2.8 million people are treated for traumatic brain injuries in the United States each year. Children are at the highest risk of brain injuries. A traumatic brain injury is a blow or jolt to the head or a penetrating head injury that disrupts the function of the brain. The most common brain injuries happen from a sports injury or a car accident. Symptoms of a traumatic brain injury can be immediate or delayed. This can include blurry vision, confusion, and difficulty concentrating.
Traumatic brain injuries are classified as traumatic or non-traumatic to describe the cause of the injury. They may also be classified as mild, moderate, or severe to indicate the initial severity of the injury.
What Causes Traumatic Brain Injuries?
• Car and Motorcycle Accidents
• Sports Injuries
• Abusive Head Trauma
• Workplace Injuries
• Gunshot Wounds
Traumatic Brain Injuries Warning Signs
• Trouble Thinking or Remembering
• Problems Sleeping
• Slurred Speech
• Problems with Vision or Hearing
Is a Concussion a Traumatic Brain Injury?
A concussion is a traumatic brain injury that affects your brain function. Effects are usually temporary but can include headaches and problems with concentration, memory, balance, and coordination. Concussions are usually caused by a blow to the head or a violent shaking of the head and body. This occurs from a mild blow to the head, either with or without loss of consciousness and can lead to temporary cognitive symptoms.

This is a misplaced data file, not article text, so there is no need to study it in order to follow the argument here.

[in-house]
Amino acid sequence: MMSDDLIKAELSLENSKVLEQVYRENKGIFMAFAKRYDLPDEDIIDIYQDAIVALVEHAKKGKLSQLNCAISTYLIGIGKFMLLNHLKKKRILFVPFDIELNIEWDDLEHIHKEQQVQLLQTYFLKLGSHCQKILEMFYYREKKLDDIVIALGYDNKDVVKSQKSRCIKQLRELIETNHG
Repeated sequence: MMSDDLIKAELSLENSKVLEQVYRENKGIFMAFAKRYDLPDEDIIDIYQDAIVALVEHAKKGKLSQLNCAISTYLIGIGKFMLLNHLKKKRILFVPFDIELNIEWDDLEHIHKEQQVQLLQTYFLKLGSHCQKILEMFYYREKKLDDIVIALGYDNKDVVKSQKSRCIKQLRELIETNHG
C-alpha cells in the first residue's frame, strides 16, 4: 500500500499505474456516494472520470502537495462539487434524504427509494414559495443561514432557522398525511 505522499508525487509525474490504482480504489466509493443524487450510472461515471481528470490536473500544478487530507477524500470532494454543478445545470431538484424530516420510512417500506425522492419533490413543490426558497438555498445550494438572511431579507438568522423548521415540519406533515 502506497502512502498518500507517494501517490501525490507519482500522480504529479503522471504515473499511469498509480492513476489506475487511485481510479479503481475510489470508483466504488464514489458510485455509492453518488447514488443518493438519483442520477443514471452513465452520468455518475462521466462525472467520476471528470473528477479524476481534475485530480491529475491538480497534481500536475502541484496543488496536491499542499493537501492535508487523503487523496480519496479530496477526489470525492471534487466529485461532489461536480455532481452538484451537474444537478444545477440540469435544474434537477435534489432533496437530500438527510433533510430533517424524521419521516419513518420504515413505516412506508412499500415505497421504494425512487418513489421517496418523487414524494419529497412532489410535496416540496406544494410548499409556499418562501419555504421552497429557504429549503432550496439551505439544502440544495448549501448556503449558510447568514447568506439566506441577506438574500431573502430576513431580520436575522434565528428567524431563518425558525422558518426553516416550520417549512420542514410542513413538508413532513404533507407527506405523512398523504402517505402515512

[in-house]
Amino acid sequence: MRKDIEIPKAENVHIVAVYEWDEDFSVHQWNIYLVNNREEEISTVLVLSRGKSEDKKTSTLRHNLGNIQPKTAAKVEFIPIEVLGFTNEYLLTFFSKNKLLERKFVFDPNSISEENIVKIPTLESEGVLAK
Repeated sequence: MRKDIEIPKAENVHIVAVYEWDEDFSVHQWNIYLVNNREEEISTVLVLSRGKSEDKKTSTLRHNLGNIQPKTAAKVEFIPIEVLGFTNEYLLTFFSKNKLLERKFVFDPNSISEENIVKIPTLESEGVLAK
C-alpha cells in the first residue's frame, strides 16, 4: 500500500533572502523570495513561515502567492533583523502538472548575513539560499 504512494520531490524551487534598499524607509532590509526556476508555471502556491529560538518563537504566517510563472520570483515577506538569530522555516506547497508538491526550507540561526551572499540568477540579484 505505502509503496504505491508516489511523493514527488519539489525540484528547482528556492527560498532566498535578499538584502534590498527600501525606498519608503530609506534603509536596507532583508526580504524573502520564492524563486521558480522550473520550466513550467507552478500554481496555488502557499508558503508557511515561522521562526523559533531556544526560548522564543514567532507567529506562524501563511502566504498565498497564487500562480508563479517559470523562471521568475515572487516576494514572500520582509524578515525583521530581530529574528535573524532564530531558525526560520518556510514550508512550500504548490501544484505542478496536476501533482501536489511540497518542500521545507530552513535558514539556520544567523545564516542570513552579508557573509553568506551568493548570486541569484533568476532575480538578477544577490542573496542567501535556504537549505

Symptoms for a concussion may include headache, confusion, lack of coordination, memory loss, nausea, vomiting, dizziness, ringing in the ears, sleepiness, and excessive fatigue.
There’s no specific cure for a concussion. Rest and restricting activities will allow the brain to recover. This means one should temporarily reduce sports, playing video games, watching TV, or too much socializing.
If you or a loved one are experiencing a traumatic brain injury, call 911 or visit an Urgent Care facility or the Emergency Room.